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Employment

North Carolina Unemployment Changes Leave Residents Without Safety Net

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by Logan Keziah

unemployment-applicationAfter North Carolina’s Unemployment law took effect this weekend, North Carolina is the first state to disqualify itself from a federal long term unemployment program. The North Carolina Unemployment changes, adopted and signed into law by Governor McCrory in February, were to help accelerate the repayment of debt owed to the federal government. North Carolina has the third highest federal debt  in the country, $2.5 Billion, will now be payed back three years ahead of schedule, but at what cost?

North Carolina has the fifth highest jobless rate in the nation, with unemployment above the national average in the majority of its 100 counties. With the new changes to the law, unemployment benefits will last a mere 12-15 weeks and on top of that, the  maximum benefits receivable per week is dropping from $535 to $350. It is the reduction of weekly benefits that is responsible for disqualifying approximately 170,000 North Carolina residents from long term jobless funds from the federal government.

The federal Emergency Unemployment Compensation program (EUC) kicks in after a state’s designated period of unemployment runs out, in north Carolina this was previously 6 months. The EUC money is available to jobless in every state, however a requirement for a state to qualify is that states cannot cut the average weekly benefits of recipients. The North Carolina legislature has cut weekly benefits starting July 1st by around $185.

The disqualification of the 170,000 workers from EUC funds means a loss of $700 million dollars, for those workers and their families. That on top of the shortened compensation period for state unemployment, the reduced benefits, and the stricter requirements to qualify for the program, many jobless residents are going to be out of luck.

Ideally this plan will accelerate the payment of the states debt to the federal Government having it entirely payed of by 2015, and not cost North Carolina companies an extra $21 per year per employee until the debt is paid. This legislation was designed and backed by the North Carolina Chamber of Commerce, their top lobbyist called the situation unfortunate but said “You’ve got to pick a point in time where you solve the problem. They picked a point in time that allowed us the most time to pay the debt as quickly as we can…”

An Associated Press Article  by Emery P. Dalesio on the changes included profiles of  North Carolinians who will personally be affected by the changes in the unemployment law. The section about one of those individuals is bellow:

“Lee Creighton, 45, of Cary, said he’s been unemployed since October, and this is the last week for which he’ll get nearly $500 in unemployment aid. He said he was laid off from a position managing statisticians and writers amid the recession’s worst days in 2009 and has landed and lost a series of government and teaching jobs since then — work that paid less half as much. His parents help him buy groceries to get by.

“I’m just not sure what I’m going to do,” said Creighton, who has a doctorate. “What are we to do? Is the state prepared to have this many people with no source of income?” see more here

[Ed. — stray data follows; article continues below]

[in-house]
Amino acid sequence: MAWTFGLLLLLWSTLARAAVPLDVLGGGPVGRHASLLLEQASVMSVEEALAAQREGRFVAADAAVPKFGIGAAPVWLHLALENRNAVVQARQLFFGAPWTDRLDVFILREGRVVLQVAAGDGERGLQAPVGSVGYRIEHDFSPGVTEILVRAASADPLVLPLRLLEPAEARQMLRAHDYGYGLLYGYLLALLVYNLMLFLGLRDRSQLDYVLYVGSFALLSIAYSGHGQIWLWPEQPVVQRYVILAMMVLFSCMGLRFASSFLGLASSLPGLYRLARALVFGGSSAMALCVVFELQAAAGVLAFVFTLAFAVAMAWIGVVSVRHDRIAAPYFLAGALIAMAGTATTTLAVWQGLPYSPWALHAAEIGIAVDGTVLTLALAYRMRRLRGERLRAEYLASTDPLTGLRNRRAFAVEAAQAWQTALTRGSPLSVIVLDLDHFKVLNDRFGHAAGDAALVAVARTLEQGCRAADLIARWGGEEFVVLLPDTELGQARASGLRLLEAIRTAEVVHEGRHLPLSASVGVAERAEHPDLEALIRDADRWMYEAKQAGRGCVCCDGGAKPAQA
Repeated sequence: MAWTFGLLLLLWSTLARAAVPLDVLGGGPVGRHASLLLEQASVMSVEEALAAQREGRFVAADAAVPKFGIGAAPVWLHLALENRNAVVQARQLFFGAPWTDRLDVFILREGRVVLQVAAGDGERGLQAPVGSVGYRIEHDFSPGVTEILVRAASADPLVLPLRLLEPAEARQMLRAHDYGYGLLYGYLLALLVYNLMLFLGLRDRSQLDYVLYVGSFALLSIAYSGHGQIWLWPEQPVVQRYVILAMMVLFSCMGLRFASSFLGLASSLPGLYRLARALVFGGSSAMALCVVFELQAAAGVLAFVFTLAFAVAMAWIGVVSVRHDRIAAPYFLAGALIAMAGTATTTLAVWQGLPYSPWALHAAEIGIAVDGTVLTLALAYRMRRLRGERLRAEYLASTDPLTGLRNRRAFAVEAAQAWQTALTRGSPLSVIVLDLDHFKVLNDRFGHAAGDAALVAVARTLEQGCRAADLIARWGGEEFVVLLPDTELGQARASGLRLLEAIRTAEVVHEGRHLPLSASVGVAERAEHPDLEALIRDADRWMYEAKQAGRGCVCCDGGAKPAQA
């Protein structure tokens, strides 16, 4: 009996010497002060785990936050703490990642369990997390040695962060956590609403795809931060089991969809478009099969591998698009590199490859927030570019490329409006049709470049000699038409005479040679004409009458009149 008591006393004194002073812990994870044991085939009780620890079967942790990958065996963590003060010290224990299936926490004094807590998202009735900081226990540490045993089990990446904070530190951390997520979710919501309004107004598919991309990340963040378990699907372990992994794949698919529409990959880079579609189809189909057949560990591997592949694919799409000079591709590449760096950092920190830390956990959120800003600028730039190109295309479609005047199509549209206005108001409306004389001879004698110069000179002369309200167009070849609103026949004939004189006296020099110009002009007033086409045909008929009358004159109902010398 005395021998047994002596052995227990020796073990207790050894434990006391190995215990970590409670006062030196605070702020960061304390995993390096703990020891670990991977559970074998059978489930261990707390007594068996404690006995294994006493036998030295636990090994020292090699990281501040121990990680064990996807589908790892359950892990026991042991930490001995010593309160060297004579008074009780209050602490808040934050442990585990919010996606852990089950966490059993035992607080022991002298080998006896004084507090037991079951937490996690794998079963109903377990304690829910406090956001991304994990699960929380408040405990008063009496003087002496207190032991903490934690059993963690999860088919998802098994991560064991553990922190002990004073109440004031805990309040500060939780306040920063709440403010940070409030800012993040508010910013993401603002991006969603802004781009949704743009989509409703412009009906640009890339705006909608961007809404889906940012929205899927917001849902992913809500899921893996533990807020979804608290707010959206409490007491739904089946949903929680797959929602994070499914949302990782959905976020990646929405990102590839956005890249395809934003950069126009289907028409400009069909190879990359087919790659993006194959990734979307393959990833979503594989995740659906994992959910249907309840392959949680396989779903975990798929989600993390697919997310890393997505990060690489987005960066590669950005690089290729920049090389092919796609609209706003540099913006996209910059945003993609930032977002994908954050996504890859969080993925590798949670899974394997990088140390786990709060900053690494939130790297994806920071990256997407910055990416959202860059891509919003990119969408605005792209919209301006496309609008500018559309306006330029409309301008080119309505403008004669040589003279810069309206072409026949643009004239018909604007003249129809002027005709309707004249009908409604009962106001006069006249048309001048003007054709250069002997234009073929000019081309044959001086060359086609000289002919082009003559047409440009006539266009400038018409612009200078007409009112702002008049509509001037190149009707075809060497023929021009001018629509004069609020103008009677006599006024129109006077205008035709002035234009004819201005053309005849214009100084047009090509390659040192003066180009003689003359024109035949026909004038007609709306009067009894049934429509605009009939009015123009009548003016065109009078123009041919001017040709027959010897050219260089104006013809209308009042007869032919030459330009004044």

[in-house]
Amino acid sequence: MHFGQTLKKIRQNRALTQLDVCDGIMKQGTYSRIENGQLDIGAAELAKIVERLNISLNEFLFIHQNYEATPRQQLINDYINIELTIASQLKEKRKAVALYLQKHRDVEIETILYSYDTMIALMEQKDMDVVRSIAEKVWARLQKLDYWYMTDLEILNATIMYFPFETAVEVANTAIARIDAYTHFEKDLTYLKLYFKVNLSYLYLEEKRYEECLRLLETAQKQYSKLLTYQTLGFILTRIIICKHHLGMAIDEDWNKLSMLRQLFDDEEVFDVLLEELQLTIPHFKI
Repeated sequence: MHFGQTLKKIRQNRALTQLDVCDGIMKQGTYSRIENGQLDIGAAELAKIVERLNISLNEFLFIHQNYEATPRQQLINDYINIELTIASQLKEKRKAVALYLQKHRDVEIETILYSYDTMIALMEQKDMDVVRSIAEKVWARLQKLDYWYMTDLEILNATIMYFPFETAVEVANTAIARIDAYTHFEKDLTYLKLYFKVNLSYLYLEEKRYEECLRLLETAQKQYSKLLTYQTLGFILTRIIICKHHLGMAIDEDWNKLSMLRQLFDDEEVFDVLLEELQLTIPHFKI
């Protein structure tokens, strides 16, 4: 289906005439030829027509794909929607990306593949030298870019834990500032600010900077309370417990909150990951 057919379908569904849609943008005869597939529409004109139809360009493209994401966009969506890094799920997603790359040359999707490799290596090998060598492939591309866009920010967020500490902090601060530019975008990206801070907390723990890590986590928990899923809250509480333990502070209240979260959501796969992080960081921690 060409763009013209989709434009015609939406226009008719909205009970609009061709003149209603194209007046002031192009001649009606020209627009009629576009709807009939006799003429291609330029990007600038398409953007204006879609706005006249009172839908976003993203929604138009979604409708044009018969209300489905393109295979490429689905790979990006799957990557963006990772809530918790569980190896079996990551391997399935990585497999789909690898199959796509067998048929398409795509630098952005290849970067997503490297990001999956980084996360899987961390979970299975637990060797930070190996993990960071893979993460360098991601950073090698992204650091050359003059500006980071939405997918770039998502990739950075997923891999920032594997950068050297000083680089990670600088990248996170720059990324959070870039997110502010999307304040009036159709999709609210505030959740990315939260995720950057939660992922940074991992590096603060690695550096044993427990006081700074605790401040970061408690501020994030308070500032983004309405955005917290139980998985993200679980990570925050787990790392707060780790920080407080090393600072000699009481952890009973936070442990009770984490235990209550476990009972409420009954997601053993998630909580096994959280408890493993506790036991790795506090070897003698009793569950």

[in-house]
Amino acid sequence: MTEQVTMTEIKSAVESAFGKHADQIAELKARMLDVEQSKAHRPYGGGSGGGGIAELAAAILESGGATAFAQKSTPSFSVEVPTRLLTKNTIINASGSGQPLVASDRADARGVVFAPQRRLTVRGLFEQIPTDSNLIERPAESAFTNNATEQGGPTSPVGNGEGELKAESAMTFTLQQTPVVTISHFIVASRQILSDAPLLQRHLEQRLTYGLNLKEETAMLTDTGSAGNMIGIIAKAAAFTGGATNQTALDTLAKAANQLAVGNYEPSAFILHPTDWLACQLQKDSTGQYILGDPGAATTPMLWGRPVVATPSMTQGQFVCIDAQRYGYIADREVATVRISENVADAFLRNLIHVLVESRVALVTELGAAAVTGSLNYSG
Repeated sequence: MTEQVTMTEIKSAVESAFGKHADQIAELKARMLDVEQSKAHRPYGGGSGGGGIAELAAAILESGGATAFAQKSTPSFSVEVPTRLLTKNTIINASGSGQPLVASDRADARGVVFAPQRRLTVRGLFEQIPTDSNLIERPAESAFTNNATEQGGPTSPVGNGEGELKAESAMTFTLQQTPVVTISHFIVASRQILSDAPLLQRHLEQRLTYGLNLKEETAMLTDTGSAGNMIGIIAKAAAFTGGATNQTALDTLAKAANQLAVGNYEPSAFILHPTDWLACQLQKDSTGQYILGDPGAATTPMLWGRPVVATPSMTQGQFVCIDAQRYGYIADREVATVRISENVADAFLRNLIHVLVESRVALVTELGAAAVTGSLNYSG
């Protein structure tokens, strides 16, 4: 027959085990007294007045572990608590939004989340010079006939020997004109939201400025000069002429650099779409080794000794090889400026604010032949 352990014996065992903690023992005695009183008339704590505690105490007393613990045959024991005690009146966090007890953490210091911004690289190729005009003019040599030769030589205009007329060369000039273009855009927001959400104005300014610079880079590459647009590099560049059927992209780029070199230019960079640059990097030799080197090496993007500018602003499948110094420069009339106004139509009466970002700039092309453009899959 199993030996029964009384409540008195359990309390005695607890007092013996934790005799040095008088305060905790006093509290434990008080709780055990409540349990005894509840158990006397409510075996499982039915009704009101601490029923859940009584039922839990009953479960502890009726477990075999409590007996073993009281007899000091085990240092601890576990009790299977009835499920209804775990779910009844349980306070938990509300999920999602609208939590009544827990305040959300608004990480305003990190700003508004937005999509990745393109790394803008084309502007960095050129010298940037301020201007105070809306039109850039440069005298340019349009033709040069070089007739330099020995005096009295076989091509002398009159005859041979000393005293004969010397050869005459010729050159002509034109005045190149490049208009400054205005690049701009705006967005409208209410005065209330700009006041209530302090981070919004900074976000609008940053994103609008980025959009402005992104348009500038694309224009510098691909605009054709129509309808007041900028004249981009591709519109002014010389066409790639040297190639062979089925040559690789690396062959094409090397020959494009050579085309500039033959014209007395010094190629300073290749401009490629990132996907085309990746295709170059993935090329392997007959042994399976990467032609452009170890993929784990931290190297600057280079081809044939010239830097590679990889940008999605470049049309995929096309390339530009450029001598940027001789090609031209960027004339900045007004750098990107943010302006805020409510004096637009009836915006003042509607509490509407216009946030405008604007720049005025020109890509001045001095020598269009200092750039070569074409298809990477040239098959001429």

These cuts to unemployment are not only going to have devastating effects on the individual workers loosing the benefits, but it will have devastating effects on their families as well. Last year a national report published by the Urban Institute and First focus estimated that 1 in 10 North Carolina children have at least one unemployed parent. NC Policy Watch discussed the report in a piece published April 3rd 2013.

As the report highlights, the effects of parental job loss on children can be severe. Economic stress links to parents’ responses to their children and children’s well being. And studies of unemployment and family income show that poverty increases sharply among the long-term unemployed. The adverse effects of children living in poverty can last well into adulthood. – See more here

The number of children with at least 1 unemployed parent increases by 140%.

Opponents of the unemployment changes includes state labor groups, democratic representatives, and the North Carolina NAACP. They would liked to have had the cuts delayed until the federal program runs out, but the Governor and republican controlled legislature refused. The federal EUC program expires in January. The delay may have given North Carolina workers and families time to prepare for the devastating cuts.  However, supporters of the enacted changes say the sooner the federal debt is re-payed the sooner the legislature can develop a long term solution for North Carolina’s unemployed. Until that solution comes, thousands of North Carolinians are going to find themselves without work and without a safety net.

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Logan Keziah is a News Correspondent for Social Work Helper. She is a BSW student at East Carolina University in Greenville who plans to go on to graduate school for a Masters in Social Work. She is actively involved in North Carolina politics, and is interested in policy, advocacy, social justice, and women's issues.

          
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